I reflected on this passage in two ways. First, as a child of my parents. I can think back to the moment of my conception (without imagining much detail, of course!) and affirm that God was present there, that God willed me into being through the love of my father and mother (who were, of course, essential). From the very first moment of my existence, I was known, wanted, and loved by God. This gives me a lot of joy.

I also reflected on this passage as a woman hoping to be a mother. And to be honest, it both comforts and challenges me. Comforts, because it takes the pressure off, in a sense. Mr. M and I are not solely responsible for bringing new life into the world. If/when we are blessed with a child, that child too will know that from the first moment of his/her existence, s/he was loved and wanted by God, and His will (and not just ours) was at the origins of his/her existence. In other words, we're not the Creator. We hope to participate in God's creative action, but the most we can do is stand in readiness and wait.

Also, it gives me comfort because it makes me think that God knows my children. It's like the reading at mass the other week: Jeremiah says, “The Word of the Lord came to me, saying: Before I formed you in the womb I knew you...” (Jer 1:4). Wow. That hit me in a new way when I heard it. God knows who my children are and he knows when they will be given to our family. I will cling to this truth with my mustard seed-sized faith! Thinking of this literally makes me sigh with relief, because just as I believe that God's creative action was at the base of my own life, so I can believe that He will will our children into existence too. (Obviously leaving the possibility open that His will is for us to be fruitful in other ways.)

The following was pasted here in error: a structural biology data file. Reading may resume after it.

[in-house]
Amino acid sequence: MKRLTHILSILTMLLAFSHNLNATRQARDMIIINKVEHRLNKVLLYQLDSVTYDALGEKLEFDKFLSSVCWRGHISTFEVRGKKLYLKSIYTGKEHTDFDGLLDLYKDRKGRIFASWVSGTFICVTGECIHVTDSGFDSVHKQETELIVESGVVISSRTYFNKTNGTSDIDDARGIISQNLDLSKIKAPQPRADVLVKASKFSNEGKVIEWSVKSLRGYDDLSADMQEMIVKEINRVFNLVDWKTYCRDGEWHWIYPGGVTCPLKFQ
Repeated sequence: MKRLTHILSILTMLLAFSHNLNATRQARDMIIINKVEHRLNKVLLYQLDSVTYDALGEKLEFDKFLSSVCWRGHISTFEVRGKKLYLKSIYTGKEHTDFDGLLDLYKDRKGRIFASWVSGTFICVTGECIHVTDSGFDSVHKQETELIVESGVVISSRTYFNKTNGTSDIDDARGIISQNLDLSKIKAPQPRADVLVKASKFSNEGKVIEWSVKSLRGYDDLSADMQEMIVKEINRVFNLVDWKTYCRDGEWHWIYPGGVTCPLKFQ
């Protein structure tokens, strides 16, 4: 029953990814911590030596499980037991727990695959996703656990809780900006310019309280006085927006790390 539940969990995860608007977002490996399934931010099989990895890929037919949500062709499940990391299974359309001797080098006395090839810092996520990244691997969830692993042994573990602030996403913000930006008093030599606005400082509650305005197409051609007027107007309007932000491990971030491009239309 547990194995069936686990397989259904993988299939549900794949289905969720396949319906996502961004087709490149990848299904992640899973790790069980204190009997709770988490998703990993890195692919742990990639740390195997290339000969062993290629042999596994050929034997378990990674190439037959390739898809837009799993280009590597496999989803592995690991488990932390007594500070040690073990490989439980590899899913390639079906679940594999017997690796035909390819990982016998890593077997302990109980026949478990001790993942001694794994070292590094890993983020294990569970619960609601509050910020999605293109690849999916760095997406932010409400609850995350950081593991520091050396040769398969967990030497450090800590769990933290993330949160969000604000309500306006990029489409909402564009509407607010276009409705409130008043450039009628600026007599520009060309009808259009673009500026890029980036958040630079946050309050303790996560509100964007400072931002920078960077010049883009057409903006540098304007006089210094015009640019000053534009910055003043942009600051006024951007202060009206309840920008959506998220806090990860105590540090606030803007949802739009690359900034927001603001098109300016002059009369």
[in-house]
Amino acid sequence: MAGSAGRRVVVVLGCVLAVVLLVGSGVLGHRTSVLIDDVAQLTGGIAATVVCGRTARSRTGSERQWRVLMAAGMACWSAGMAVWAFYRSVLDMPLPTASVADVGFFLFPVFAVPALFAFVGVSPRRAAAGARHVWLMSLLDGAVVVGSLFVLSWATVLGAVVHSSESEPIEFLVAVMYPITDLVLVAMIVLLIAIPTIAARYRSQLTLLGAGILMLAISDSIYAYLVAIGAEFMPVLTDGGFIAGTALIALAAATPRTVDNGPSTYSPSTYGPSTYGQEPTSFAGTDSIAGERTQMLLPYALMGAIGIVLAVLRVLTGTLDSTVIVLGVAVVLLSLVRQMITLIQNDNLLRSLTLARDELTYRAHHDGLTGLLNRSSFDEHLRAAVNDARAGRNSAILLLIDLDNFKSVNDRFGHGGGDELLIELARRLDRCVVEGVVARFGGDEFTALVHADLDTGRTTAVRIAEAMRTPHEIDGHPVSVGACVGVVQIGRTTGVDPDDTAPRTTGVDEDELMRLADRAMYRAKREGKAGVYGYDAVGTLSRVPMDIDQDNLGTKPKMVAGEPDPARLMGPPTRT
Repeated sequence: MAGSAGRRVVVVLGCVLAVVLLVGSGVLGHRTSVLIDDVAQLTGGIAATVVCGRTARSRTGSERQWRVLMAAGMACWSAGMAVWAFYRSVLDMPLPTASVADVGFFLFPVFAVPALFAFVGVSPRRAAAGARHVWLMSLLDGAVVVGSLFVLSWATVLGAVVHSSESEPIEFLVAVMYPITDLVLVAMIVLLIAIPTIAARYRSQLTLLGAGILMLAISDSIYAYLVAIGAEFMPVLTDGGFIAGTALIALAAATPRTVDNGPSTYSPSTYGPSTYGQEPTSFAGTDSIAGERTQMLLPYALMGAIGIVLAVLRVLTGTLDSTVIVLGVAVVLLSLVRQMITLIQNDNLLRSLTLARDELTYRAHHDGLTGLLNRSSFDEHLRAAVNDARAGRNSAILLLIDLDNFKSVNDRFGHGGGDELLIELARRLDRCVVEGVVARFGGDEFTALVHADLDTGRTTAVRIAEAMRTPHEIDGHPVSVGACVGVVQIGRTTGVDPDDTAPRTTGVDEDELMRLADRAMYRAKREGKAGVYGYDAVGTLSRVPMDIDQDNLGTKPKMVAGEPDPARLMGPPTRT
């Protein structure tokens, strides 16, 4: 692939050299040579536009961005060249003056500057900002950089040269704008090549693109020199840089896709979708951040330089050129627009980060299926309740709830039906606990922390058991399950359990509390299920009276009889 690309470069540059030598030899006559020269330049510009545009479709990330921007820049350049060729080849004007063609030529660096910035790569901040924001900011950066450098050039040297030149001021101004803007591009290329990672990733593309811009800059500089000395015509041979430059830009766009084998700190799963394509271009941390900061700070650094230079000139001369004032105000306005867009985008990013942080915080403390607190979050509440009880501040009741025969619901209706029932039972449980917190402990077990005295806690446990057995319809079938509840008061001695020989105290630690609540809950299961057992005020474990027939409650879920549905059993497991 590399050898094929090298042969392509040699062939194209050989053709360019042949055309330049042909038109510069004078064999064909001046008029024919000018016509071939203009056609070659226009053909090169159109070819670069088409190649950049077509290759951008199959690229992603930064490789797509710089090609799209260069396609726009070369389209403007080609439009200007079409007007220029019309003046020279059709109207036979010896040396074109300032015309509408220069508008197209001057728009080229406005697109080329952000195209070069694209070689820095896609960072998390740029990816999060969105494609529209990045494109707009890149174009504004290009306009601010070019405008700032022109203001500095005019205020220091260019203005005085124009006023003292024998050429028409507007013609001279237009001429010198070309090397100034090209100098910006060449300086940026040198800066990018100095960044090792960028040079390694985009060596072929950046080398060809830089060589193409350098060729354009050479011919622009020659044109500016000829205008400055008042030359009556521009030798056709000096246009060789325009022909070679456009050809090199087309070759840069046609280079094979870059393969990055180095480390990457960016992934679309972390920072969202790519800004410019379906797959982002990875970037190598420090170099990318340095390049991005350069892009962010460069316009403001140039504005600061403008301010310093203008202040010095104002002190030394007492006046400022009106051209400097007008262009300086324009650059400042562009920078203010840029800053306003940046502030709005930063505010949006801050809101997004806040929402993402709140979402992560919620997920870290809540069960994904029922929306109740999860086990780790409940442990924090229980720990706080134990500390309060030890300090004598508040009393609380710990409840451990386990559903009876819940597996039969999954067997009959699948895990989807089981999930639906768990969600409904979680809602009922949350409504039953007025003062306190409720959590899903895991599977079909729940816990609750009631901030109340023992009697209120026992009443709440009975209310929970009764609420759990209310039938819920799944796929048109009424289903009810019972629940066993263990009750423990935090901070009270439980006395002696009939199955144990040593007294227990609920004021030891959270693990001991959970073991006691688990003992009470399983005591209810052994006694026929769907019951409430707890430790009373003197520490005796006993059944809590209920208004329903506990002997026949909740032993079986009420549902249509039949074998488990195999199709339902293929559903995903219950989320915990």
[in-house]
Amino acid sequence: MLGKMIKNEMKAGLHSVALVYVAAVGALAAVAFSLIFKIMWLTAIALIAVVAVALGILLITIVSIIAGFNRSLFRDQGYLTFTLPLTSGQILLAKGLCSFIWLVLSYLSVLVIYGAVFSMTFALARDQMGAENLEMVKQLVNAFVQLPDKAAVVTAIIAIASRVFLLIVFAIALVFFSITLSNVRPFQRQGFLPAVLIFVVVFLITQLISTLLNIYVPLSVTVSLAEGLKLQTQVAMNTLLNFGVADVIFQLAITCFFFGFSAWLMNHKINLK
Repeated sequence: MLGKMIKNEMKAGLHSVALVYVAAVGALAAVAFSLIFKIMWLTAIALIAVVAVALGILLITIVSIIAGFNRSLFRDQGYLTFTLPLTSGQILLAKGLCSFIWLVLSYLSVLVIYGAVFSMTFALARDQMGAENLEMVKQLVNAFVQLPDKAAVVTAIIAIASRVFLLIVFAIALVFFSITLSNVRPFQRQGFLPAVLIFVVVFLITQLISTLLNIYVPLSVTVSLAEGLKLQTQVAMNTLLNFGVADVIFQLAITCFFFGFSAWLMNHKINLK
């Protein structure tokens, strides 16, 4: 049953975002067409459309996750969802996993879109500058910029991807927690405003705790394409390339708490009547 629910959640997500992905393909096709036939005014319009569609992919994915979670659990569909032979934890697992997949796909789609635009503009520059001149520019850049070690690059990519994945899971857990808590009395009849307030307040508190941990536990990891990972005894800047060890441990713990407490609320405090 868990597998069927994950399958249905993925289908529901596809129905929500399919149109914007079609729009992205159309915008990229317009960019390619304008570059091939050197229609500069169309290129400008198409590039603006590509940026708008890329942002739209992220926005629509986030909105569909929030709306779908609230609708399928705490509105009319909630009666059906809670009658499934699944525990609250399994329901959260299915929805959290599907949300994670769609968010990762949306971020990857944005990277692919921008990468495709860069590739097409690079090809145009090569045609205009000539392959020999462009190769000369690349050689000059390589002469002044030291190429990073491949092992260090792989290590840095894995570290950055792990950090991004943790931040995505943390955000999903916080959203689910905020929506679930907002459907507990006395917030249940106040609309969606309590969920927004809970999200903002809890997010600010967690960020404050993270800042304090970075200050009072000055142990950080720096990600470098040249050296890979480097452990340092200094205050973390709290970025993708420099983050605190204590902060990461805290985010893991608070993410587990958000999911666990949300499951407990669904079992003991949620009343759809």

It's a challenging passage, though, because it reminds me that I can't “will” a child into existence! If I could, we'd have five by now, I'm sure =) This passage reminds me that having a child is ultimately not in my control. I can do everything “right” - have great cycles, eat fertility-friendly food, have perfect timing, and so forth, and a child still might not come. It's not just about “the laws of biology.” This is frustrating to me as a 21-st century woman who is used for things happening if I work hard enough! =)

Second part to come...


  1. This post is beautiful, and reminds me of many great truths given us by our Church. Thank you for that.

    I can relate to you on that last paragraph; sometimes that "promise" of the American dream clouds our vision of God's omnipotence. It's a challenge, to be sure!

  2. Wow, great post!! I never thought of it that way, all these babies that are called accidents, not true, God wanted them to be conceived for a special reason :)

  3. Great reflections! As a nurse and lover of science, I sometimes get caught up in the biology. This was a good reminder for me